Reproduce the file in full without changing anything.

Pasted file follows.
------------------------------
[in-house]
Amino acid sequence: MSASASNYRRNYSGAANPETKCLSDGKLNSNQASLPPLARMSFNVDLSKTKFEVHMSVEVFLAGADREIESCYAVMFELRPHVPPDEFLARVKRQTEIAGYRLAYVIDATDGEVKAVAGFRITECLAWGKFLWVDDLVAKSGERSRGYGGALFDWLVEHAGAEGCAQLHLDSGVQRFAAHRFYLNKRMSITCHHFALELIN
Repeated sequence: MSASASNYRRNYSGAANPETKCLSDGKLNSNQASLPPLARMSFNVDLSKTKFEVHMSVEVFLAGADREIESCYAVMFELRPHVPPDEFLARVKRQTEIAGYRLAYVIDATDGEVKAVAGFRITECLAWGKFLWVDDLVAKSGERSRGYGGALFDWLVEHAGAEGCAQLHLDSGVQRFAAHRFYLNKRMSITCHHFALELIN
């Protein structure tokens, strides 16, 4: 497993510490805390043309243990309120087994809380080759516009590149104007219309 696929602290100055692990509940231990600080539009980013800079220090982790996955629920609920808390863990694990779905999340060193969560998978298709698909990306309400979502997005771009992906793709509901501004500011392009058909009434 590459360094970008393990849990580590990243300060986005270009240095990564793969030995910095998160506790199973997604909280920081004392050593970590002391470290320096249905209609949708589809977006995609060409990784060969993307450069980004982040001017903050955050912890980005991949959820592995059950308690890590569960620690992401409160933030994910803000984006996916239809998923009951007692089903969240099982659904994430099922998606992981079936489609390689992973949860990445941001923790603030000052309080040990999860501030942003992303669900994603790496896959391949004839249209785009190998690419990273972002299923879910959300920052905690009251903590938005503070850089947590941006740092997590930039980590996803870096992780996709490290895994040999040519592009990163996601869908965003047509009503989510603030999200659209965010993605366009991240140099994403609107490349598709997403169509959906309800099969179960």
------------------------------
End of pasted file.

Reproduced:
[in-house]
Amino acid sequence: MSASASNYRRNYSGAANPETKCLSDGKLNSNQASLPPLARMSFNVDLSKTKFEVHMSVEVFLAGADREIESCYAVMFELRPHVPPDEFLARVKRQTEIAGYRLAYVIDATDGEVKAVAGFRITECLAWGKFLWVDDLVAKSGERSRGYGGALFDWLVEHAGAEGCAQLHLDSGVQRFAAHRFYLNKRMSITCHHFALELIN
Repeated sequence: MSASASNYRRNYSGAANPETKCLSDGKLNSNQASLPPLARMSFNVDLSKTKFEVHMSVEVFLAGADREIESCYAVMFELRPHVPPDEFLARVKRQTEIAGYRLAYVIDATDGEVKAVAGFRITECLAWGKFLWVDDLVAKSGERSRGYGGALFDWLVEHAGAEGCAQLHLDSGVQRFAAHRFYLNKRMSITCHHFALELIN
């Protein structure tokens, strides 16, 4: 497993510490805390043309243990309120087994809380080759516009590149104007219309 696929602290100055692990509940231990600080539009980013800079220090982790996955629920609920808390863990694990779905999340060193969560998978298709698909990306309400979502997005771009992906793709509901501004500011392009058909009434 590459360094970008393990849990580590990243300060986005270009240095990564793969030995910095998160506790199973997604909280920081004392050593970590002391470290320096249905209609949708589809977006995609060409990784060969993307450069980004982040001017903050955050912890980005991949959820592995059950308690890590569960620690992401409160933030994910803000984006996916239809998923009951007692089903969240099982659904994430099922998606992981079936489609390689992973949860990445941001923790603030000052309080040990999860501030942003992303669900994603790496896959391949004839249209785009190998690419990273972002299923879910959300920052905690009251903590938005503070850089947590941006740092997590930039980590996803870096992780996709490290895994040999040519592009990163996601869908965003047509009503989510603030999200659209965010993605366009991240140099994403609107490349598709997403169509959906309800099969179960």